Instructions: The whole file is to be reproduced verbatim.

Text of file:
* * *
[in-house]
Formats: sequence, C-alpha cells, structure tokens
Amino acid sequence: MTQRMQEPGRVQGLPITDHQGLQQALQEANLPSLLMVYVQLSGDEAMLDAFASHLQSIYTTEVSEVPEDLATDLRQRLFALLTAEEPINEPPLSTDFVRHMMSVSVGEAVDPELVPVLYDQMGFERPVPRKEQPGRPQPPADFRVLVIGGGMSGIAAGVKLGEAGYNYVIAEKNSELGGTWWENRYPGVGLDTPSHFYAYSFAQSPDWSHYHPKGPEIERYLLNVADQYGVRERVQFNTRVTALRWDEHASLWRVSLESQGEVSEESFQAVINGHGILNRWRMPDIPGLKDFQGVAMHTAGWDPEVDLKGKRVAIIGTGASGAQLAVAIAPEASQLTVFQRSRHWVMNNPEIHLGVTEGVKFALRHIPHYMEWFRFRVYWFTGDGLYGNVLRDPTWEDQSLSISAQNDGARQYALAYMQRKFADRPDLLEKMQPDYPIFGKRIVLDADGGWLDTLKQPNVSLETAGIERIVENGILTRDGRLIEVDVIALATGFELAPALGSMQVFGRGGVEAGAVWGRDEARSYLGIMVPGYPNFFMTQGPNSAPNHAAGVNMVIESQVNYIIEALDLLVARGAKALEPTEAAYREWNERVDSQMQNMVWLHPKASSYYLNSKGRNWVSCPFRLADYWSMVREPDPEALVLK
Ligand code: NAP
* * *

[in-house]
Formats: sequence, C-alpha cells, structure tokens
Amino acid sequence: MTQRMQEPGRVQGLPITDHQGLQQALQEANLPSLLMVYVQLSGDEAMLDAFASHLQSIYTTEVSEVPEDLATDLRQRLFALLTAEEPINEPPLSTDFVRHMMSVSVGEAVDPELVPVLYDQMGFERPVPRKEQPGRPQPPADFRVLVIGGGMSGIAAGVKLGEAGYNYVIAEKNSELGGTWWENRYPGVGLDTPSHFYAYSFAQSPDWSHYHPKGPEIERYLLNVADQYGVRERVQFNTRVTALRWDEHASLWRVSLESQGEVSEESFQAVINGHGILNRWRMPDIPGLKDFQGVAMHTAGWDPEVDLKGKRVAIIGTGASGAQLAVAIAPEASQLTVFQRSRHWVMNNPEIHLGVTEGVKFALRHIPHYMEWFRFRVYWFTGDGLYGNVLRDPTWEDQSLSISAQNDGARQYALAYMQRKFADRPDLLEKMQPDYPIFGKRIVLDADGGWLDTLKQPNVSLETAGIERIVENGILTRDGRLIEVDVIALATGFELAPALGSMQVFGRGGVEAGAVWGRDEARSYLGIMVPGYPNFFMTQGPNSAPNHAAGVNMVIESQVNYIIEALDLLVARGAKALEPTEAAYREWNERVDSQMQNMVWLHPKASSYYLNSKGRNWVSCPFRLADYWSMVREPDPEALVLK
Ligand code: NAP